PUT THE GENERALS IN THE DOCK

PUT THE GENERALS IN THE DOCK

The buck stops at the top; that is the accepted chain of responsibility and accountability in organisations, institutions and in life.

Slobodan Milosevic,  David Duckenfield,  Ratko Mladic : what links these names is that all were indicted for unlawful killings which occurred while they were in command. As the  Duckenfield trial is ongoing and sub judice, I  will simply make the point that the Crown Prosecution Service  thought that he had a case to answer because he was in charge of police at the Hillsborough Disaster.  Many democrats would wish to see Bashar Al – Assad answer for the genocide in Syria because he was in supreme command.

Lord Saville spent 12 years with an expensive huddle of lawyers,  determining the causes of the deaths on Bloody Sunday and those who should be held responsible.  General Sir Robert Ford was exculpated because ‘ he did not know that his actions would result in soldiers firing unjustifiably’  and that decision was reached despite Ford’s admission that he had encouraged the Paras with the cry, ‘Go on Paras. Go and get them and good luck.’

Brigadier Frank Kitson  commanded 1st Para in Belfast where, in Ballymurphy, 11 civilians, including a priest, administering last rites to a parishioner , had been shot and killed. His name was frequently  linked to the murderous Military Reaction Force (MRF)  which had admitted abuses and killings of civilian suspects in collusion with Loyalist paramilitary gangs. A fellow officer reports that he upbraided Colonel Derek Wilford on Bloody Sunday for his failure to see the operation through; in other words, why did the Paras, regardless of casualties,  not fight and shoot their way into the Bogside and recapture the much hated no-go area

General Sir Mike Jackson , former GOC of Land Forces,   was a Captain on the ground during Bloody Sunday and,  immediately following the shootings,  compiled the notorious ‘shot list’, a proven,  totally fictitious account of the day’s events  which became the official  MOD narrative and the basis of the perjured evidence to Widgery.  Jackson was recalled  by Saville  when his handwritten note was introduced in evidence and which he had failed to mention in his original submission.   Jackson’s guilt is implicit in any objective reading  of the evidence but Saville bottled it in his final conclusion,  quite simply  because the indicting of the Army’s most senior officer was an appalling  vista and  unacceptable  to  the British establishment.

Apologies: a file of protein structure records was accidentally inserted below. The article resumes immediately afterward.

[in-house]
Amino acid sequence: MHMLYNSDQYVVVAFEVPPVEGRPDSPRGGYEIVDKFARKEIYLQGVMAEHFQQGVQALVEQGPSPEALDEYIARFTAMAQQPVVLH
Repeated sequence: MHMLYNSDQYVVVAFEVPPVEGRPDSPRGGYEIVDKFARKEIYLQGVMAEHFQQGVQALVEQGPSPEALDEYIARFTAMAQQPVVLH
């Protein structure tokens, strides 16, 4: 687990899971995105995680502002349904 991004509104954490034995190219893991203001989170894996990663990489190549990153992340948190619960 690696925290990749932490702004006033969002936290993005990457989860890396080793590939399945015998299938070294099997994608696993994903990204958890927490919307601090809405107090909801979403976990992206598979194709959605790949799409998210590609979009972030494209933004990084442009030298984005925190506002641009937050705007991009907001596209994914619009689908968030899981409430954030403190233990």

Jackson and Kitson , archetypal  examples of the military upper caste,  are Brahmins of not merely the Forces  but grace the  upper echelons of the  British Establishment . They commanded and oversaw the unlawful killings by troops in the Six Counties. Their actions were condoned in Whitehall and Downing st. It is inconceivable to me that Edward Heath, Prime Minister and Lord Carrington, Defence Minister, were not fully briefed on the serious implications of sending armed Paras to police a Civil Rights March in Derry in January 1972 .

Sometime this week,  a decision will be made on whether to send a few aging soldiers, acting under orders,  to trial for some  of the murders on Bloody Sunday.

What about those who gave the commands?

2 Comments
  1. 100% Agree! Those who gave the commands should be held accountable!
    Great article.

    • Thanks, Liz. It’s not exactly the most demanding piece of logic. You and I have been managers for many years and rightly expected accountability to be intrinsic to the job spec. Doesn’t seem to count in the higher echelons of the Establishment as current parliamentary proceedings are a cogent reminder.

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